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Citing religious freedom, NC clergymen sue state for right to perform same-sex marriages
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In a twist on the conservative argument over the separation of church and state, a group of clergymen filed suit in North Carolina today challenging state laws that make it illegal for them to perform wedding ceremonies for same-sex couples within their congregations.

The clergymen, representing the United Church of Christ, as well as Lutheran, Baptist, and Unitarian congregations jointly filed a federal challenge to Amendment One – recently passed by voters – in Western District of North Carolina.

The addition to the North Carolina Constitution prohibited the state from recognizing or performing same-sex marriages or civil unions.

The 2012 initiative was approved by voters 61% to 39%.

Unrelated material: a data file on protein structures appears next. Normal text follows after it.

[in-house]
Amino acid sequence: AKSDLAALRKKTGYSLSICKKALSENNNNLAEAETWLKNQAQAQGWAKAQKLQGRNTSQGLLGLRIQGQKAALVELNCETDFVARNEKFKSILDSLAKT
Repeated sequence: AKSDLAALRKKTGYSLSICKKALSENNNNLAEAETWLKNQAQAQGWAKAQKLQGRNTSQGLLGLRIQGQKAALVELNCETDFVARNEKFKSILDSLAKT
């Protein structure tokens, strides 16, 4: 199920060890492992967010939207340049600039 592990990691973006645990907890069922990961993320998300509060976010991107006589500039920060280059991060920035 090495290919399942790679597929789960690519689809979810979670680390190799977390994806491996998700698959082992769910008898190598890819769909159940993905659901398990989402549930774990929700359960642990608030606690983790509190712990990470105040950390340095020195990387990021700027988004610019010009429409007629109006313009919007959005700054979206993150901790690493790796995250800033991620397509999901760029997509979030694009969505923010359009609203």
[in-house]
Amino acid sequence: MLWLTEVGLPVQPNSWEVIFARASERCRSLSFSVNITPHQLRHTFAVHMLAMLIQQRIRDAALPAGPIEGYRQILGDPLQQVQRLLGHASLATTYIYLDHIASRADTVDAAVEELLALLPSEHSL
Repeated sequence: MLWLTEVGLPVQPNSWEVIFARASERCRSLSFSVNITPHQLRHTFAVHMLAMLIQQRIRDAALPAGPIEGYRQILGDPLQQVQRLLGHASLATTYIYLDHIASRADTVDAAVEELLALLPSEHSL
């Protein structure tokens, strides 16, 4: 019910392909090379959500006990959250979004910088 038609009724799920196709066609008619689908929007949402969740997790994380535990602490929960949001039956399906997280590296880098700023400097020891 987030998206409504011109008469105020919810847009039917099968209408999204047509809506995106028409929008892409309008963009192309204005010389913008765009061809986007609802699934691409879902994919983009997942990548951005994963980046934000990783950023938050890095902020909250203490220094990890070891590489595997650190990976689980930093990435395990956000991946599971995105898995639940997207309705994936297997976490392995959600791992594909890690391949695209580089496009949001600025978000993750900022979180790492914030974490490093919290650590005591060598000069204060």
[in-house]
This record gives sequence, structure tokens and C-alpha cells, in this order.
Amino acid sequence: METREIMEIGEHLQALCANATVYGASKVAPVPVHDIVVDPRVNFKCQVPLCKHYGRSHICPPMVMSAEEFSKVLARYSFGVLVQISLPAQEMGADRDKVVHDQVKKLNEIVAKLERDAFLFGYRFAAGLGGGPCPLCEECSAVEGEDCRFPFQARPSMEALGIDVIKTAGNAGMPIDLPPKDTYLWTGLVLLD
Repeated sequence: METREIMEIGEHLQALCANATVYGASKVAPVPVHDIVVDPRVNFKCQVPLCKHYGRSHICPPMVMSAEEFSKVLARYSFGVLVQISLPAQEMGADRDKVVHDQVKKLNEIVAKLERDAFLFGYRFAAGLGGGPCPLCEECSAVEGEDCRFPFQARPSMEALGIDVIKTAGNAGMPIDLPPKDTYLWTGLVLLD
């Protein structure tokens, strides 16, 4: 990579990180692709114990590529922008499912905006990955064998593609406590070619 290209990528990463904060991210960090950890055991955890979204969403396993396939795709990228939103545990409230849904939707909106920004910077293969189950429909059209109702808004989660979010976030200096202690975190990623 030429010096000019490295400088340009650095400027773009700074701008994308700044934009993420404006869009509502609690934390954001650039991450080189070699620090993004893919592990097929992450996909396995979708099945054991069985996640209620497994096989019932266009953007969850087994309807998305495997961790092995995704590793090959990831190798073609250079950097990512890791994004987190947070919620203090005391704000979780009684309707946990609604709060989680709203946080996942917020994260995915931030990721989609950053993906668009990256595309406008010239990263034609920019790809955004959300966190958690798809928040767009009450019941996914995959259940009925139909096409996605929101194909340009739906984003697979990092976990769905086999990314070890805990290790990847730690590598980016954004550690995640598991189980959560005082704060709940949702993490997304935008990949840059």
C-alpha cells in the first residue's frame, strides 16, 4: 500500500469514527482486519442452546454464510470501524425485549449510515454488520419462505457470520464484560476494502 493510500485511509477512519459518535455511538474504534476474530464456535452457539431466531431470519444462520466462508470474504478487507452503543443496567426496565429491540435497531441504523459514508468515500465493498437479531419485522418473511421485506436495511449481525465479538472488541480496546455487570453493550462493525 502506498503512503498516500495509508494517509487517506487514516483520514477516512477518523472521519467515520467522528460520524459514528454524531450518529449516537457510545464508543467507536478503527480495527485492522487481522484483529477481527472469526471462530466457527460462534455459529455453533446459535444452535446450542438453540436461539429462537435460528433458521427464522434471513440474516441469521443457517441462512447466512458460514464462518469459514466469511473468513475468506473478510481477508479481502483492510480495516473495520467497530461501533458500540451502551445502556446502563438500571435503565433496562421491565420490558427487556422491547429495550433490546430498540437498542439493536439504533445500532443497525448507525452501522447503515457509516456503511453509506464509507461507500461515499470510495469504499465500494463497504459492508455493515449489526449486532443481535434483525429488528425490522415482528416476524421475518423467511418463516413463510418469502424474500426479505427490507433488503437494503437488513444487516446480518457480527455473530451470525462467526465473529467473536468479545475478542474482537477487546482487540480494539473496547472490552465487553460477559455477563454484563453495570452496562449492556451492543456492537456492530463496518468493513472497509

According to a plaintiff in the case, Rev. Joe Hoffman, Senior Minister of First Congregational United Church of Christ in Asheville, NC, “As senior minister, I am often asked to perform marriage ceremonies for same-sex couples in my congregation. My denomination – the United Church of Christ – authorizes me to perform these ceremonies. But Amendment One denies my religious freedom by prohibiting me from exercising this right.”

According to the Campaign for Southern Equality, today’s suit is the first of 66 marriage equality suits filed nationally to evoke the First Amendment’s right to the free exercise of religion.

“The core protection of the First Amendment is that government may not regulate religious beliefs or take sides in religious controversies,” said attorney Jonathan Martel. “Marriage performed by clergy is a spiritual exercise and expression of faith essential to the values and continuity of the religion that government may regulate only where it has a compelling interest.”

The full complaint can be read here (pdf)

[Minister blessing a gay couple on Shutterstock]

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